Green Bay Packers (7-0)
LAST WEEK: The Packers are 7-0 for the first time since 1962, when Vince Lombardi's team won its second consecutive championship. That team finished 13-1 and is arguably the best team in NFL history. Whether these Packers will be remembered in that light remains to be seen. The Packers, who have won a franchise-record 13 consecutive games, got a week of rest and relaxation with their bye week. Coach Mike McCarthy welcomed back his players by having them work in pads on Monday, in addition to Thursday's regularly scheduled padded practice.
LOOKING FORWARD: The Packers haven't faced a team with a winning record all season but will do so when they play at San Diego on Sunday. The battle at quarterback will be must-see TV. The only quarterbacks to post 100-plus passer ratings in both 2009 and 2010 were the Packers' Aaron Rodgers and the Chargers' Philip Rivers. Through Week 7, Rodgers is the NFL's career leader with a passer rating of 101.9. Rivers is third at 95.9. Moreover, when Rodgers threw his 100th touchdown pass against Atlanta in Week 5, he had an NFL-record 34 interceptions. Second on the list? Rivers, who had 43 interceptions when he threw his 100th touchdown pass. The Chargers will be a formidable opponent. Under coach Norv Turner, San Diego has produced a 28-7 regular-season record after Nov. 1.
FUN STAT: Under McCarthy, the Packers are 4-1 in games immediately after the bye. They won after the bye in 2009 and 2010 by a combined 54 points. Interestingly, teams coming off their bye are 8-10 this season – it was just 3-9 before last week. It's absolutely unfair that the Packers will be facing a team that had to play a Monday night road game. For all the things the NFL does well, the computer program that spits out the schedule needs to be reprogrammed. Wouldn't it make sense for a team coming off its bye to play another team coming off its bye?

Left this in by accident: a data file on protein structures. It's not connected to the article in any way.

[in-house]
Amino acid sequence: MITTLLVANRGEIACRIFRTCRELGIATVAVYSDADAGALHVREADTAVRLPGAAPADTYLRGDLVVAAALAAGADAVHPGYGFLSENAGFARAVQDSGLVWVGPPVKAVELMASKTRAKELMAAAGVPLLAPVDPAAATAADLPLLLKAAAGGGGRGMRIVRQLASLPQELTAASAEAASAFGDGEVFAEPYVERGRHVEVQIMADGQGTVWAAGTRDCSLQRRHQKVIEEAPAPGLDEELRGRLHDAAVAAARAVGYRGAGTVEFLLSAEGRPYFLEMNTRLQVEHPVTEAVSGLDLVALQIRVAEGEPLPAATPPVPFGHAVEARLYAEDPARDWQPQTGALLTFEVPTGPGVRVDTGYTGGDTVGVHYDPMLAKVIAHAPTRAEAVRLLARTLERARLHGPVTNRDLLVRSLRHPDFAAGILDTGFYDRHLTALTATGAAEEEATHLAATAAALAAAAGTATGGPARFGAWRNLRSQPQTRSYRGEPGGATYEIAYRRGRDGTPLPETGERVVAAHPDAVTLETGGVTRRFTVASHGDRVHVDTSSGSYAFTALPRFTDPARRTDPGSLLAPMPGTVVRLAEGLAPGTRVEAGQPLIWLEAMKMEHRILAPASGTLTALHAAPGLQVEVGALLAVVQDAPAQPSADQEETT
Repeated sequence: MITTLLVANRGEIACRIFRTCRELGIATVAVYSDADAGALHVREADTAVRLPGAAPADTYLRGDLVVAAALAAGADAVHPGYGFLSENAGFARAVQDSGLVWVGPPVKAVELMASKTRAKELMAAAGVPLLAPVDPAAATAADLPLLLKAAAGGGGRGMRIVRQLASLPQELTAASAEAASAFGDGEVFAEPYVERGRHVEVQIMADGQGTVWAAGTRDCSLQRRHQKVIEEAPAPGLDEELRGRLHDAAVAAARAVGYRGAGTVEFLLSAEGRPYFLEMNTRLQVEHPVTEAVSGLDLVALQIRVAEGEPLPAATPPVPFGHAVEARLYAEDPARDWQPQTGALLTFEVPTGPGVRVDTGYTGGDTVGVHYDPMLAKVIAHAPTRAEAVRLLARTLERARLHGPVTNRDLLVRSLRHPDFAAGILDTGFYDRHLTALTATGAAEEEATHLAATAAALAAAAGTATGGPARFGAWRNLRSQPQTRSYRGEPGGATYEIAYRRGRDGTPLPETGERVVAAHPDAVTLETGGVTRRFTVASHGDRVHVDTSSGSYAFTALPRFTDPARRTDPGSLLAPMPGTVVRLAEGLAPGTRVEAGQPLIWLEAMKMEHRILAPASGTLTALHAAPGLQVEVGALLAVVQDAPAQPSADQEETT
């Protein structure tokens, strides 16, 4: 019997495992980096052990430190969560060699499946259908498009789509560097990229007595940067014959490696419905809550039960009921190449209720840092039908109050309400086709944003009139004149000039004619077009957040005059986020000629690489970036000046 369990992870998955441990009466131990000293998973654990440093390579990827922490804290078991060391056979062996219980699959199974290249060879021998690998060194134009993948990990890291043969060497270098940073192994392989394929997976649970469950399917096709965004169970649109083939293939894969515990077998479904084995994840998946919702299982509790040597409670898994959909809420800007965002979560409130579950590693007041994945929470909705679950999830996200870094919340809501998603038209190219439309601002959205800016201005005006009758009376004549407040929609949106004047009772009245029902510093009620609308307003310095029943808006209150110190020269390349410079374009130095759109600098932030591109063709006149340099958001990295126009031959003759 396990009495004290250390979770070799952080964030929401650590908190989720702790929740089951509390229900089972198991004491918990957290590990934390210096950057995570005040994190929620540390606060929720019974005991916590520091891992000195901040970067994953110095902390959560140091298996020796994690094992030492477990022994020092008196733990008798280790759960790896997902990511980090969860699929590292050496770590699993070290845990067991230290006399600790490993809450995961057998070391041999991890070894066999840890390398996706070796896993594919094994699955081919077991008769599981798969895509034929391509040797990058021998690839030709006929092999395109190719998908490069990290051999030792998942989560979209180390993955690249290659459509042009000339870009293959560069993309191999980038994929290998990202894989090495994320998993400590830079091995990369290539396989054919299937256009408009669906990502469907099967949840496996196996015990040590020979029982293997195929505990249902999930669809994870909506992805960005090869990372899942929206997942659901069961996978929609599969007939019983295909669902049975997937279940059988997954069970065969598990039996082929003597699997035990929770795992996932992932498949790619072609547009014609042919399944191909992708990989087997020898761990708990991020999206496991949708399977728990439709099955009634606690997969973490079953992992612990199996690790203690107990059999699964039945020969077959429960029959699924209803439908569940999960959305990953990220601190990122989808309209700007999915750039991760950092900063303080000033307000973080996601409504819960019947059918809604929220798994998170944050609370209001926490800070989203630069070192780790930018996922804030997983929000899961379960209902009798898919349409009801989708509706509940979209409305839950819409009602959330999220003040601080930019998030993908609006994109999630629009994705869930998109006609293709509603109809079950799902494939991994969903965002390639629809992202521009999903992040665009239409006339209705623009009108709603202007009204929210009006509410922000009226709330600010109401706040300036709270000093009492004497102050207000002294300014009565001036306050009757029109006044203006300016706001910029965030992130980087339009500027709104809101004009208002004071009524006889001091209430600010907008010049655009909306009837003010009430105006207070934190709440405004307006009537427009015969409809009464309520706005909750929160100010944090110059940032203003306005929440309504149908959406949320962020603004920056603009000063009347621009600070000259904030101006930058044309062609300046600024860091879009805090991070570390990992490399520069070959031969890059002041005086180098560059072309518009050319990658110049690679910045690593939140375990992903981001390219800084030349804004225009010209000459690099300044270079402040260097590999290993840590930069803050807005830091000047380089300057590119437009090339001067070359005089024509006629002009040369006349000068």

Detroit Lions (6-2)
LAST WEEK: Detroit's throttling of the Denver Broncos and Tim Tebow did two things: It unhinged the offense from its stagnant state (Matthew Stafford tossed three touchdown passes), while allowing the defense to reassert itself as one of the league's more aggressive and unforgiving units. Stafford completed 21 of his 30 tosses, including a 56-yarder to Calvin Johnson and a 41-yard strike to an open Titus Young. Although they had struggled in recent weeks without Jahvid Best in the backfield, the second-year player's absence seemed of no concern for a Detroit offense that put up the most points (45) it's managed on the road in more than 40 years. Defensively, the task of handling Tebow proved beneficial to a defense that registered seven sacks while turning each of his two turnovers into touchdowns.